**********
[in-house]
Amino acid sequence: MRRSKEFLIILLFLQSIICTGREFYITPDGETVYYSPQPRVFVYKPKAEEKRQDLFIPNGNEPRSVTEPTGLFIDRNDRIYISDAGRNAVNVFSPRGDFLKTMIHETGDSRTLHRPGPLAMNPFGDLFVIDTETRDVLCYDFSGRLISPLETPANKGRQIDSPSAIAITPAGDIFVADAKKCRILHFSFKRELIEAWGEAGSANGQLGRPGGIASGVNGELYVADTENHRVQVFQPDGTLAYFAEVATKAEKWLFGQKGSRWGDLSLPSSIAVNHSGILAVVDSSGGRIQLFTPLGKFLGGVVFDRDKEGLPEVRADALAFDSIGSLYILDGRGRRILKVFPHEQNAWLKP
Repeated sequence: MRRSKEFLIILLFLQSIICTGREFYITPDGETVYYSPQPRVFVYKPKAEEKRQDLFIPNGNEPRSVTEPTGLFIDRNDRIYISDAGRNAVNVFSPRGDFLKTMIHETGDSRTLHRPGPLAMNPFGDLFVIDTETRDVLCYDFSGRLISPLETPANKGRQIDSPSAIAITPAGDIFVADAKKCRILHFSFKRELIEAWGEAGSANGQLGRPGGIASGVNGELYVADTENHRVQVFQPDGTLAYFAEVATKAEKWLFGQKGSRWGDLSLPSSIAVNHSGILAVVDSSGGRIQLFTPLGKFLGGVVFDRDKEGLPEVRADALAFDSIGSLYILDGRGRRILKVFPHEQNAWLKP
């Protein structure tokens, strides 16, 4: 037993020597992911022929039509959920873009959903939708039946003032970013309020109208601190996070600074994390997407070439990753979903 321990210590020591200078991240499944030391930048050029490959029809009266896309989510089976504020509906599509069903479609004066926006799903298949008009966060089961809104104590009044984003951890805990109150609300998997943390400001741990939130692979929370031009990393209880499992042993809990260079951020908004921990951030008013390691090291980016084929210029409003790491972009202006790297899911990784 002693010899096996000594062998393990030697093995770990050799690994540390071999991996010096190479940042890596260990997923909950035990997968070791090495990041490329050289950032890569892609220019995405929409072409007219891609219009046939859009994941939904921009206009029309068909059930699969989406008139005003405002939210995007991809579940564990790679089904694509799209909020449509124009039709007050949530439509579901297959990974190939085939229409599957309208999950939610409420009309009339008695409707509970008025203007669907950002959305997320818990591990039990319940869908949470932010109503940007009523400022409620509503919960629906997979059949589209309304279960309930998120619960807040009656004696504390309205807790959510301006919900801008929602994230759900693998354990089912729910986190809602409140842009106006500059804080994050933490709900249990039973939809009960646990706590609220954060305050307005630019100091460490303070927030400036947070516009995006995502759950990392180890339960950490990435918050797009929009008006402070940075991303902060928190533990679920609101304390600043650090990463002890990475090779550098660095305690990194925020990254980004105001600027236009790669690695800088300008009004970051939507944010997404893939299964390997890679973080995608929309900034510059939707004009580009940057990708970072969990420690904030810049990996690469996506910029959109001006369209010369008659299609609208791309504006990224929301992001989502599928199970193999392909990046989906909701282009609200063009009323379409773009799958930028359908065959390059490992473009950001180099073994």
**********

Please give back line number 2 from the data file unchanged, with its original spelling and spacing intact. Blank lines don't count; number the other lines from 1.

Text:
Amino acid sequence: MRRSKEFLIILLFLQSIICTGREFYITPDGETVYYSPQPRVFVYKPKAEEKRQDLFIPNGNEPRSVTEPTGLFIDRNDRIYISDAGRNAVNVFSPRGDFLKTMIHETGDSRTLHRPGPLAMNPFGDLFVIDTETRDVLCYDFSGRLISPLETPANKGRQIDSPSAIAITPAGDIFVADAKKCRILHFSFKRELIEAWGEAGSANGQLGRPGGIASGVNGELYVADTENHRVQVFQPDGTLAYFAEVATKAEKWLFGQKGSRWGDLSLPSSIAVNHSGILAVVDSSGGRIQLFTPLGKFLGGVVFDRDKEGLPEVRADALAFDSIGSLYILDGRGRRILKVFPHEQNAWLKP